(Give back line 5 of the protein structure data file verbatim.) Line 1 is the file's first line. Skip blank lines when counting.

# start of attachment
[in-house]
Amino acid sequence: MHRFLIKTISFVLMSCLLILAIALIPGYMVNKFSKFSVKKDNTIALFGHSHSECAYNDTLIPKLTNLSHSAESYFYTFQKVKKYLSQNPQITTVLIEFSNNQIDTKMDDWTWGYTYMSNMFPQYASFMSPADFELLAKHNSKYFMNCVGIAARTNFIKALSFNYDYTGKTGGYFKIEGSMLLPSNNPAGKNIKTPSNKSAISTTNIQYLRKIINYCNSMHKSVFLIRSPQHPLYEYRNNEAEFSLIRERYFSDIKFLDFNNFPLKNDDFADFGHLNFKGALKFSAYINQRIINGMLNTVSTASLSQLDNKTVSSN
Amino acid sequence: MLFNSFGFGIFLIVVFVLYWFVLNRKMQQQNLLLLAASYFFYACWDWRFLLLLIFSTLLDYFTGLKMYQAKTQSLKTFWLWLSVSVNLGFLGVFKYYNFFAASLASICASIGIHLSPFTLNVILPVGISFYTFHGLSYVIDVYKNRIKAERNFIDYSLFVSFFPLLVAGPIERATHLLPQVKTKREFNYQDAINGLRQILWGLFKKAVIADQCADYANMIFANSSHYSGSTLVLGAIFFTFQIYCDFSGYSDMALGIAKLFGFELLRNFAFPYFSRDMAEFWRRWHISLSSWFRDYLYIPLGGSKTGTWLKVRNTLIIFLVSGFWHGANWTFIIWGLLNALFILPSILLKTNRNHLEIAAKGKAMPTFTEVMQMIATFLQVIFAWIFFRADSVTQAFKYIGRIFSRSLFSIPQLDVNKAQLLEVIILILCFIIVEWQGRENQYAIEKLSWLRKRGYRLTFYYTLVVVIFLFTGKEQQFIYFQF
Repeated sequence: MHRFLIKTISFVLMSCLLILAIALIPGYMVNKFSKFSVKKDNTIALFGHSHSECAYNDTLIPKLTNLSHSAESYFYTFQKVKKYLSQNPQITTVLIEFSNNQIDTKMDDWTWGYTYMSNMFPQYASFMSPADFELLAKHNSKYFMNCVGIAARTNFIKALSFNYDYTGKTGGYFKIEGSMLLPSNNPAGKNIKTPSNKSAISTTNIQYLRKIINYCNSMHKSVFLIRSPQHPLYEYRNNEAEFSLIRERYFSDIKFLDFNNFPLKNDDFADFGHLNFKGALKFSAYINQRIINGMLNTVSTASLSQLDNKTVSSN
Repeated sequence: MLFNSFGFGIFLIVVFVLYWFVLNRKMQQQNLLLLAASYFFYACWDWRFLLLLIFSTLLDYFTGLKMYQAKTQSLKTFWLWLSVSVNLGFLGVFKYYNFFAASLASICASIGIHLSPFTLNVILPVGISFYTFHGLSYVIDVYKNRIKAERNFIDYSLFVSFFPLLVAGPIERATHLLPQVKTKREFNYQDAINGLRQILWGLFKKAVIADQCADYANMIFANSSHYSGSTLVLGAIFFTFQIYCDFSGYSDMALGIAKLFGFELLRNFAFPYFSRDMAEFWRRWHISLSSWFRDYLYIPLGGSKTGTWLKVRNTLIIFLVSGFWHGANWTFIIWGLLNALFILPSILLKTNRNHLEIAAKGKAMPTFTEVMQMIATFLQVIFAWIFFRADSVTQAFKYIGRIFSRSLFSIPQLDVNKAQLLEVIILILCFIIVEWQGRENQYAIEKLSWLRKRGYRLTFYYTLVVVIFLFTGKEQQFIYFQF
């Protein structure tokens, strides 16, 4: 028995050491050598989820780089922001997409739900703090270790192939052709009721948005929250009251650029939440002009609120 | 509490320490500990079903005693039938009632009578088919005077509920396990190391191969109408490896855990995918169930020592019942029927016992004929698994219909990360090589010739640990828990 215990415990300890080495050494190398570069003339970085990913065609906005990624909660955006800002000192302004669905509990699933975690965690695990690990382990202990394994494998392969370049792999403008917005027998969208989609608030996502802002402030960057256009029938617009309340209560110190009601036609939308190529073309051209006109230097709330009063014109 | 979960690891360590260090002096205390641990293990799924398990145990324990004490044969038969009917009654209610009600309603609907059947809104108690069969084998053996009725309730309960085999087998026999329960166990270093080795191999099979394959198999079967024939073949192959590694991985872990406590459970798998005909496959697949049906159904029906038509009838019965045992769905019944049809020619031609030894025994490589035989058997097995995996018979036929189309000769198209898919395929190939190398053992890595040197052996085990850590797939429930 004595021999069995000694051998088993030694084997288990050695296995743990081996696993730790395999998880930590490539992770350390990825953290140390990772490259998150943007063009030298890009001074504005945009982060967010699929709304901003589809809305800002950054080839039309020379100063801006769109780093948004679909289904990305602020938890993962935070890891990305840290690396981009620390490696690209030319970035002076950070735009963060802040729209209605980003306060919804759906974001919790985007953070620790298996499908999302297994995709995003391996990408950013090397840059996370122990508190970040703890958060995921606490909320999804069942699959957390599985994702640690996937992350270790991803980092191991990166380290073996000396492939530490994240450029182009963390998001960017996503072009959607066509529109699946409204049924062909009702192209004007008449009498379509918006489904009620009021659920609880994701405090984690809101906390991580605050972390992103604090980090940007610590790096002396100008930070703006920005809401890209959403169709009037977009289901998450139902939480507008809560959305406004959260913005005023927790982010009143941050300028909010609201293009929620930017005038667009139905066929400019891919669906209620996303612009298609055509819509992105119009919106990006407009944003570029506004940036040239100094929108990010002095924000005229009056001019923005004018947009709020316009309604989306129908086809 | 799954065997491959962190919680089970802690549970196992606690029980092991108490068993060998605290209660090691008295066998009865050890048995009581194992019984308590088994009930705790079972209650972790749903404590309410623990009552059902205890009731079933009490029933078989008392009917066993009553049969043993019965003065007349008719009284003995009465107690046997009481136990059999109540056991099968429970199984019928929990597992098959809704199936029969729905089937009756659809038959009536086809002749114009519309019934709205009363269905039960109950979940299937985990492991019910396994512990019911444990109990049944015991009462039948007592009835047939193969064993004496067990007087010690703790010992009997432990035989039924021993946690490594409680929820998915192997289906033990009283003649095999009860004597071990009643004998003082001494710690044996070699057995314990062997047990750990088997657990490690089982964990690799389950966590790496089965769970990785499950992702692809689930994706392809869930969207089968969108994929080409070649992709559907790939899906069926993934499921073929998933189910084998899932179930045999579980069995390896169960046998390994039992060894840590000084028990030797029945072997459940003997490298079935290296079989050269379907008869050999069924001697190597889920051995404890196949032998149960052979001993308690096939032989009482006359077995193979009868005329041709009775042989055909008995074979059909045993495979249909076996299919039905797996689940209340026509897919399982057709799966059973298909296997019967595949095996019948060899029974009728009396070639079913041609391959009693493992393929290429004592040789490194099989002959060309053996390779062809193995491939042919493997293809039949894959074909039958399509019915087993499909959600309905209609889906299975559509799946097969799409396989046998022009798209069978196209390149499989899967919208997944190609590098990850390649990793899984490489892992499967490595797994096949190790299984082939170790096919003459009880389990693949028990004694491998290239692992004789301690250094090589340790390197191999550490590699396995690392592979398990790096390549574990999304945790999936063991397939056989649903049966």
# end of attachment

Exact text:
Repeated sequence: MLFNSFGFGIFLIVVFVLYWFVLNRKMQQQNLLLLAASYFFYACWDWRFLLLLIFSTLLDYFTGLKMYQAKTQSLKTFWLWLSVSVNLGFLGVFKYYNFFAASLASICASIGIHLSPFTLNVILPVGISFYTFHGLSYVIDVYKNRIKAERNFIDYSLFVSFFPLLVAGPIERATHLLPQVKTKREFNYQDAINGLRQILWGLFKKAVIADQCADYANMIFANSSHYSGSTLVLGAIFFTFQIYCDFSGYSDMALGIAKLFGFELLRNFAFPYFSRDMAEFWRRWHISLSSWFRDYLYIPLGGSKTGTWLKVRNTLIIFLVSGFWHGANWTFIIWGLLNALFILPSILLKTNRNHLEIAAKGKAMPTFTEVMQMIATFLQVIFAWIFFRADSVTQAFKYIGRIFSRSLFSIPQLDVNKAQLLEVIILILCFIIVEWQGRENQYAIEKLSWLRKRGYRLTFYYTLVVVIFLFTGKEQQFIYFQF